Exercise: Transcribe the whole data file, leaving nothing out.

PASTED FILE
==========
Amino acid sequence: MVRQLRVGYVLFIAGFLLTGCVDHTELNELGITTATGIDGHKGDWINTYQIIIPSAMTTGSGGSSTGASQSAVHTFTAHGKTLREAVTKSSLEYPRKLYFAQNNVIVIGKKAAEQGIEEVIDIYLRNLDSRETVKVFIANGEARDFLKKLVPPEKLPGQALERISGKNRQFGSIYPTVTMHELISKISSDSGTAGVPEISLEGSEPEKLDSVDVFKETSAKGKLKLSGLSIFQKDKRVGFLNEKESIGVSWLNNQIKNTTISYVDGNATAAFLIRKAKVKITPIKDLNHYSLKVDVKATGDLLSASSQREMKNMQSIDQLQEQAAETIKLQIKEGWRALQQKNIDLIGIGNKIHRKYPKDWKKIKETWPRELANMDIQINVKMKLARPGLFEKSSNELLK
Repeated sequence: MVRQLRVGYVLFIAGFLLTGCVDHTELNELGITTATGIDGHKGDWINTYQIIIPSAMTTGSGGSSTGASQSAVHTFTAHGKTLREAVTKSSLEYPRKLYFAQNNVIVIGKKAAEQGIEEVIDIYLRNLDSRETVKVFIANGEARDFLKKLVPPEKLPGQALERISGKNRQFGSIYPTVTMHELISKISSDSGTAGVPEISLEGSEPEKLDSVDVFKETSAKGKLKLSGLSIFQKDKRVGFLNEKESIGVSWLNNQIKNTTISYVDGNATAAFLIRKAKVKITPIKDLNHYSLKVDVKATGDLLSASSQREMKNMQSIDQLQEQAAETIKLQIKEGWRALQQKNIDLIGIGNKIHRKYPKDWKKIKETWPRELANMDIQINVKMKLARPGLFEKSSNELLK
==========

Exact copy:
Amino acid sequence: MVRQLRVGYVLFIAGFLLTGCVDHTELNELGITTATGIDGHKGDWINTYQIIIPSAMTTGSGGSSTGASQSAVHTFTAHGKTLREAVTKSSLEYPRKLYFAQNNVIVIGKKAAEQGIEEVIDIYLRNLDSRETVKVFIANGEARDFLKKLVPPEKLPGQALERISGKNRQFGSIYPTVTMHELISKISSDSGTAGVPEISLEGSEPEKLDSVDVFKETSAKGKLKLSGLSIFQKDKRVGFLNEKESIGVSWLNNQIKNTTISYVDGNATAAFLIRKAKVKITPIKDLNHYSLKVDVKATGDLLSASSQREMKNMQSIDQLQEQAAETIKLQIKEGWRALQQKNIDLIGIGNKIHRKYPKDWKKIKETWPRELANMDIQINVKMKLARPGLFEKSSNELLK
Repeated sequence: MVRQLRVGYVLFIAGFLLTGCVDHTELNELGITTATGIDGHKGDWINTYQIIIPSAMTTGSGGSSTGASQSAVHTFTAHGKTLREAVTKSSLEYPRKLYFAQNNVIVIGKKAAEQGIEEVIDIYLRNLDSRETVKVFIANGEARDFLKKLVPPEKLPGQALERISGKNRQFGSIYPTVTMHELISKISSDSGTAGVPEISLEGSEPEKLDSVDVFKETSAKGKLKLSGLSIFQKDKRVGFLNEKESIGVSWLNNQIKNTTISYVDGNATAAFLIRKAKVKITPIKDLNHYSLKVDVKATGDLLSASSQREMKNMQSIDQLQEQAAETIKLQIKEGWRALQQKNIDLIGIGNKIHRKYPKDWKKIKETWPRELANMDIQINVKMKLARPGLFEKSSNELLK